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Hepatitis A vaccine was first licensed in the United States in 1995.
In 1996, the Advisory Committee on Immunization Practices (ACIP) recommended
vaccination of children aged ≥24 months in populations with the highest
incidence of hepatitis A (e.g., American Indian/Alaska Native [AI/AN], Asian/Pacific
Islander, and selected Hispanic and religious communities).1 In
1999, these guidelines were expanded to recommend routine vaccination for
children residing in 11 states* where average annual hepatitis A incidence
during 1987-1997 was at least 20 per 100,000 population (twice the national
average) and to consider routine vaccination for children in six states†
where average annual incidence was 10-20 per 100,000 population.2 This
report is the first national analysis of hepatitis A vaccination coverage
among children. The results indicate that, in 2003, vaccination coverage levels
with at least 1 dose of hepatitis A vaccine for children aged 24-35 months
varied from 6.4% to 72.7% in areas where routine vaccination is recommended.
In addition, hepatitis A vaccination coverage rates for children aged 24-35
months are lower than overall rates for other vaccines recommended for children.3 Sustaining and improving vaccination coverage among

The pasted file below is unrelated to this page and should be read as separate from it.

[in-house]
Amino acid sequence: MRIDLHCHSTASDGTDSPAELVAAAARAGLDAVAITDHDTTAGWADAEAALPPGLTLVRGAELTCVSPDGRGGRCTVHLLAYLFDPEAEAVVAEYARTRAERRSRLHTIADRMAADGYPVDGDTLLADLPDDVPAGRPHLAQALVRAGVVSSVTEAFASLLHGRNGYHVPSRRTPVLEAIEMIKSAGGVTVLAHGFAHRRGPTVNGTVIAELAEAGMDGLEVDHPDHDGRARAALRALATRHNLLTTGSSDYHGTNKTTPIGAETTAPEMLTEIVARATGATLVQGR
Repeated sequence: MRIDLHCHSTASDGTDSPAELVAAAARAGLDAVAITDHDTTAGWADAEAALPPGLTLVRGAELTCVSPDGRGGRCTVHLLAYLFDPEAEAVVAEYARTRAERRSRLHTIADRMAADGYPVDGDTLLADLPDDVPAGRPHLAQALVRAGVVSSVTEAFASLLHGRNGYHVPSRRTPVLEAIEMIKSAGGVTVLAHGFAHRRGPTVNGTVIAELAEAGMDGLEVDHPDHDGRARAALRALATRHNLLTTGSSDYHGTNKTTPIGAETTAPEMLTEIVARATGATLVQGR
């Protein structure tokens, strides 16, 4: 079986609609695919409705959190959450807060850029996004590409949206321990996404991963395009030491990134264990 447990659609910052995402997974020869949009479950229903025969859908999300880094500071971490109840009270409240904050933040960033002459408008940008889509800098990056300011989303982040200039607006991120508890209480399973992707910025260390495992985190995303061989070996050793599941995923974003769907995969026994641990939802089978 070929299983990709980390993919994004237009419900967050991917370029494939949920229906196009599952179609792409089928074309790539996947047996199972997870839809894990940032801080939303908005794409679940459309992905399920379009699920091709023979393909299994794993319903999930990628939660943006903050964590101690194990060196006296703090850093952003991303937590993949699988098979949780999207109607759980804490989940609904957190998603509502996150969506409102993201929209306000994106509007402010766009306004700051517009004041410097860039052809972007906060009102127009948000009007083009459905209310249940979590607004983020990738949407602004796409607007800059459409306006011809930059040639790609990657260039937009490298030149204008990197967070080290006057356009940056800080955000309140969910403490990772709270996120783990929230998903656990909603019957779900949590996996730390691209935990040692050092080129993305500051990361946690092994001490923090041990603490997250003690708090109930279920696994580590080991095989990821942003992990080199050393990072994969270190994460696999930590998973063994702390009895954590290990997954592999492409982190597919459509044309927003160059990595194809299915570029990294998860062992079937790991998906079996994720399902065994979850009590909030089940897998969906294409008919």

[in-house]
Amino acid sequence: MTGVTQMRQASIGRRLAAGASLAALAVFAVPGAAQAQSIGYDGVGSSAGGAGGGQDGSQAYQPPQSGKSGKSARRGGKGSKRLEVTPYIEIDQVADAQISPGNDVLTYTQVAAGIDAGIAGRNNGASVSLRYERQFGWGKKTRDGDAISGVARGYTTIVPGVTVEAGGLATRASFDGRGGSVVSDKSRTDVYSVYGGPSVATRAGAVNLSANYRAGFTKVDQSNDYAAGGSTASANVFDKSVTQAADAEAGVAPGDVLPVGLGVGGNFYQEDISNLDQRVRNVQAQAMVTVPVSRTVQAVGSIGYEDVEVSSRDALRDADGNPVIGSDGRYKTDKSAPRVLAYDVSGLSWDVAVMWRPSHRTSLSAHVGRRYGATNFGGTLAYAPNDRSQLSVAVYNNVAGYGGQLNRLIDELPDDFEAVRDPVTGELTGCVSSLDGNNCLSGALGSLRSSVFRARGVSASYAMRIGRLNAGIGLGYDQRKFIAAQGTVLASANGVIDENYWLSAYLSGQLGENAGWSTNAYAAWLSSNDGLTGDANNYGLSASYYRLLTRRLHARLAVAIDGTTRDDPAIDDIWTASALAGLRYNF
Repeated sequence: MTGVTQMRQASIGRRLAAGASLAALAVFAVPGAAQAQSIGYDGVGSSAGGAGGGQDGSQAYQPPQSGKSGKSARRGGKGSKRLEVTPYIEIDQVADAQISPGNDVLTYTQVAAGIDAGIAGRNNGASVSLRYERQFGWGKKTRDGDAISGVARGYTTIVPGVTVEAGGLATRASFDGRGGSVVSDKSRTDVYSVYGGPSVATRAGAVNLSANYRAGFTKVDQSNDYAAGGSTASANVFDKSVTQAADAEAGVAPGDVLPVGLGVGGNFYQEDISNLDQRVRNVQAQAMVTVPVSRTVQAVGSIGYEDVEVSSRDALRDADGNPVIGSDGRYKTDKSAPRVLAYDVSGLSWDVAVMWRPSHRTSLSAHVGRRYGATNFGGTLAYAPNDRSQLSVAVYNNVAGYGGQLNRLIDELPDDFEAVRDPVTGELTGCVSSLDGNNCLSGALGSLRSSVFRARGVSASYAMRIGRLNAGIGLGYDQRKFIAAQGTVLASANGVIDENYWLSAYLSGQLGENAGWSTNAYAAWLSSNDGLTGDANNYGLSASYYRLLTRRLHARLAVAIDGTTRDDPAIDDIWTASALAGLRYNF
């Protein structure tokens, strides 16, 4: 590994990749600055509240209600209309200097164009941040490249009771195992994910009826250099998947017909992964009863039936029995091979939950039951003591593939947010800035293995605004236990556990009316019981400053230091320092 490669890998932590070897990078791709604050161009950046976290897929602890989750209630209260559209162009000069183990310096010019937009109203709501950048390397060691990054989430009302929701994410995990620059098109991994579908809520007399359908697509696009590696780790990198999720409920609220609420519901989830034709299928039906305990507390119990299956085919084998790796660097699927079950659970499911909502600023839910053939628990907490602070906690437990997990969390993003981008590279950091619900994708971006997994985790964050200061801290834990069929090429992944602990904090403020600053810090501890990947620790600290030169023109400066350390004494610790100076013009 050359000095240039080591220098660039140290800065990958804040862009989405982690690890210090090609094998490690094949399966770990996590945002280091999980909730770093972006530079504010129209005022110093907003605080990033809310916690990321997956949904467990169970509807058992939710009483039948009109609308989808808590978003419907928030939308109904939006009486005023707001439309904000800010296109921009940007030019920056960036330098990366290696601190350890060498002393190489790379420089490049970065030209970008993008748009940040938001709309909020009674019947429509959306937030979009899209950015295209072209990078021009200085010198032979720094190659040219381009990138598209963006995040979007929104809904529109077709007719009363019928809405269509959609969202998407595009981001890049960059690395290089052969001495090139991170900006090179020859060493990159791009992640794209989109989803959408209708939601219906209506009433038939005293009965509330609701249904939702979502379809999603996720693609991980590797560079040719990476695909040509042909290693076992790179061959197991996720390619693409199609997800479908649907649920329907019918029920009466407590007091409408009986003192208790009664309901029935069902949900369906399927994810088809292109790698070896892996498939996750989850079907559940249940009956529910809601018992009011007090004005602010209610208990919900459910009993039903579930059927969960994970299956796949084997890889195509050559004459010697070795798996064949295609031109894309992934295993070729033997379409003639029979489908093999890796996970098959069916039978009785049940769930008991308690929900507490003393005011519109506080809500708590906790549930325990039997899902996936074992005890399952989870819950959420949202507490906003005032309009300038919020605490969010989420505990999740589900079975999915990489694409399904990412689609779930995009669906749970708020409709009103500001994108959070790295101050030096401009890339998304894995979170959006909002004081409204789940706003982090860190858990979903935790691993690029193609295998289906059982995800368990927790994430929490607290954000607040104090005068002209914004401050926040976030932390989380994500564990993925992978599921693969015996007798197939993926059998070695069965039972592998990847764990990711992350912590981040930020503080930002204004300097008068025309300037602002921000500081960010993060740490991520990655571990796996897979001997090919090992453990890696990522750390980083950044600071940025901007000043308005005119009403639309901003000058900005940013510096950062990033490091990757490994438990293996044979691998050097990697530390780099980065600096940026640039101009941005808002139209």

young children is needed to ensure continued declines in hepatitis A incidence
in the United States.
The National Immunization Survey (NIS) provides annual estimates of
vaccination coverage as of the time of household interview among children
aged 19-35 months for the 50 states and 28 selected urban areas. In 2003,
NIS began to collect data regarding hepatitis A vaccination coverage. Hepatitis
A vaccine is a 2-dose regimen (administered at least 6 months apart) licensed
for use in children aged ≥24 months. Hepatitis A vaccination coverage data
were limited to children aged 24-35 months and calculated by considering children
who had received at least 1 vaccine dose. To collect vaccination data for
all age-eligible children, NIS uses a quarterly, random-digit–dialing
sample of telephone numbers for each of the 78 survey areas and determines
vaccination status from health-care provider records.4,5 During
2003, information on vaccination history was collected from telephone interviews
for 19,979 children; provider verified vaccination records were available
for 13,731 (68.7%).
Among children aged 24-35 months residing in the 11 states where routine
hepatitis A vaccination is recommended, 50.9% (95% confidence interval [CI] = 47.6%-54.2%;
range among states: 6.4%-72.7%) received at least 1 dose of hepatitis A vaccine.
Among children aged 24-35 months residing in the six states where routine
hepatitis A vaccination should be considered, 25.0% (CI = 21.8%-28.2%;
range: 0.6%-32.3%) had received at least 1 dose of hepatitis A vaccine. Among
children aged 24-35 months residing in the 33 states without a specific recommendation,
1.4% (CI = 1.0%-1.8%; range: 0.0%-4.3%) had received at least 1
dose of hepatitis A vaccine. Two states (Alaska and Arizona) and four urban
areas had coverage estimates >60%. Hispanic and AI/AN children had higher